Schedule of Events | Search Abstracts | Symposia | Invited Symposia | Poster Sessions | Data Blitz Sessions

Poster A67

Not just disgust: Network-based and seed-to-voxel insular connectivity distinguishes misophonia from disgust sensitivity and related clinical measures

Poster Session A - Saturday, April 13, 2024, 2:30 – 4:30 pm EDT, Sheraton Hall ABC

Heather A Hansen1 (, Charles S Ferris2, Zeynep M Saygin3; 1Concordia University, 2McGill University, 3The Ohio State University

Misophonia, a newly-defined disorder of extreme aversion to certain sounds, affects roughly 20% of the general population. Recent neuroimaging evidence has reported patterns of abnormal activity and connectivity in the insula in misophonic individuals, suggesting potential differences in underlying attentional or emotional-disgust processes. How does the insula connect to other functional networks while at rest, and does this pattern of connectivity lend insight into misophonia’s relationship to other disorders? To address this question, we analyzed resting-state data from 22 adults assessed for misophonia, disgust sensitivity, OCD, depression, and stress. Whole-brain region-to-region network-based connectivity revealed an increase in connectivity between the left and right insula as misophonia level increased, supporting the role of the insula in misophonia symptom presentation. Next, we used the insula as a seed for a whole-brain seed-to-voxel connectivity analysis and observed that misophonia level was significantly related to connectivity from the insula to a cluster extending to the operculum, putamen, and Heschl’s gyrus. To investigate whether this pattern matched that of putatively related clinical disorders, we performed the same analysis for disgust sensitivity, OCD, depression, and stress. None of these individual measures produced significant clusters overlapping the regions found using misophonia level. These results support and replicate the importance of the insula in understanding misophonic aversion and additionally provide tentative evidence that misophonia is a discrete disorder. Understanding the neural basis of misophonia could not only inform treatment, but also lead to new insights into the function of the insula in health and disorder.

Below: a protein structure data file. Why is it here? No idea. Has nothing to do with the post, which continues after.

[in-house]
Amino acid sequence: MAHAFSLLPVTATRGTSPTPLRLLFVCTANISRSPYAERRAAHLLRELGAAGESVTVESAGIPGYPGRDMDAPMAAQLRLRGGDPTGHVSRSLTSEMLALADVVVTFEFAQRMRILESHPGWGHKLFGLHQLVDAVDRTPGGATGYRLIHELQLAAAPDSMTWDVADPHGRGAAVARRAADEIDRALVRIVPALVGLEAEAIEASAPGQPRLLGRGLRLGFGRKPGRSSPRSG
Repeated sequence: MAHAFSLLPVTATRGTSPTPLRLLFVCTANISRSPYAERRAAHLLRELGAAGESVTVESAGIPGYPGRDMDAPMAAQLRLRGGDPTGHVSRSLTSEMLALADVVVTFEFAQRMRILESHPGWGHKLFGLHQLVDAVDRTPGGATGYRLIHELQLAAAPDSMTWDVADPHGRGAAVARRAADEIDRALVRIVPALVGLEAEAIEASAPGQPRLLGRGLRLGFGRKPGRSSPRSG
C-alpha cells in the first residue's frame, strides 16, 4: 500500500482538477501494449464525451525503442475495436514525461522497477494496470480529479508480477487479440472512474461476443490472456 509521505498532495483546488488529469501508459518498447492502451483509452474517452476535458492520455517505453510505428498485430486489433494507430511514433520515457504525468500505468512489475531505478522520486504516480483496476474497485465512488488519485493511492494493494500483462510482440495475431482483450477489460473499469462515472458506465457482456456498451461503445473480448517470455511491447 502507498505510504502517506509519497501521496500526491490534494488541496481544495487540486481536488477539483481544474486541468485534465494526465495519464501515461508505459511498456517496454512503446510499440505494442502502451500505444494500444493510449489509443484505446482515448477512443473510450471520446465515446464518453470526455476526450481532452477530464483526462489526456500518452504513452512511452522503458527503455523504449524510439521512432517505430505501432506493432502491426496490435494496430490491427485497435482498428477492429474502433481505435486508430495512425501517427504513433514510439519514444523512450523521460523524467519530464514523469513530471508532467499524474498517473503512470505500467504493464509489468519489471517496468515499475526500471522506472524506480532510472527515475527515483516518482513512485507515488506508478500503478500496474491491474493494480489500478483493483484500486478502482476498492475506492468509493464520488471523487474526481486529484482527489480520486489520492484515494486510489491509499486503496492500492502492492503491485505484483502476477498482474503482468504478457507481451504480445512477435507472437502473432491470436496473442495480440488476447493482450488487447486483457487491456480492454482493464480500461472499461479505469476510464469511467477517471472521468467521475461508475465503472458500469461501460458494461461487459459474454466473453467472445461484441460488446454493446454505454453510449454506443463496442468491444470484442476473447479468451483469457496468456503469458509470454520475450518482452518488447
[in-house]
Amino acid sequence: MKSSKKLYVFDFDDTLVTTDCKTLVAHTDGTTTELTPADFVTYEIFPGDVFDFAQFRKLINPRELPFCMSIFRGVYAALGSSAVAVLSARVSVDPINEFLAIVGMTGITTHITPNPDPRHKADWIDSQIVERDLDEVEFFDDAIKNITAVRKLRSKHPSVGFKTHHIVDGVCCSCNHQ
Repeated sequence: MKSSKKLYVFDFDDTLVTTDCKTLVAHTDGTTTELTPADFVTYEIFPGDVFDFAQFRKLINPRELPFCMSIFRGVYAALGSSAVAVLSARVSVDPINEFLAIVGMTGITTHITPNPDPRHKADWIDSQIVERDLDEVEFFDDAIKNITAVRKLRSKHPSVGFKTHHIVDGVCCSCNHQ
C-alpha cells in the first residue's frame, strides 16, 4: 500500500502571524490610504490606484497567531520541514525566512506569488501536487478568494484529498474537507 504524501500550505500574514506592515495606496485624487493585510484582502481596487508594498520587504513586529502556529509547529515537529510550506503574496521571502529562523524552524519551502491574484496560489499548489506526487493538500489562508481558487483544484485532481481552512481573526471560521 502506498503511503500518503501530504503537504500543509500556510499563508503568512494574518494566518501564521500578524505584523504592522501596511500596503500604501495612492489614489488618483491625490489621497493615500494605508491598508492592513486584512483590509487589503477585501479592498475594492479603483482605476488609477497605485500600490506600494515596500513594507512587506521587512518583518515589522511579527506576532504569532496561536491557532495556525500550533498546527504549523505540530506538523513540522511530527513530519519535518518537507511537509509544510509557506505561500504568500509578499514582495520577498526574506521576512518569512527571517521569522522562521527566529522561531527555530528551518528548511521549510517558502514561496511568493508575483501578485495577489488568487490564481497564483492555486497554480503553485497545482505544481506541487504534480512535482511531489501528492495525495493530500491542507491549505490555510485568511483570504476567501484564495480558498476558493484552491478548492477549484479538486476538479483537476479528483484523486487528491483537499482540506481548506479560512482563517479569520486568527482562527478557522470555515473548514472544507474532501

Topic Area: EMOTION & SOCIAL: Emotion-cognition interactions


CNS Account Login


April 13–16  |  2024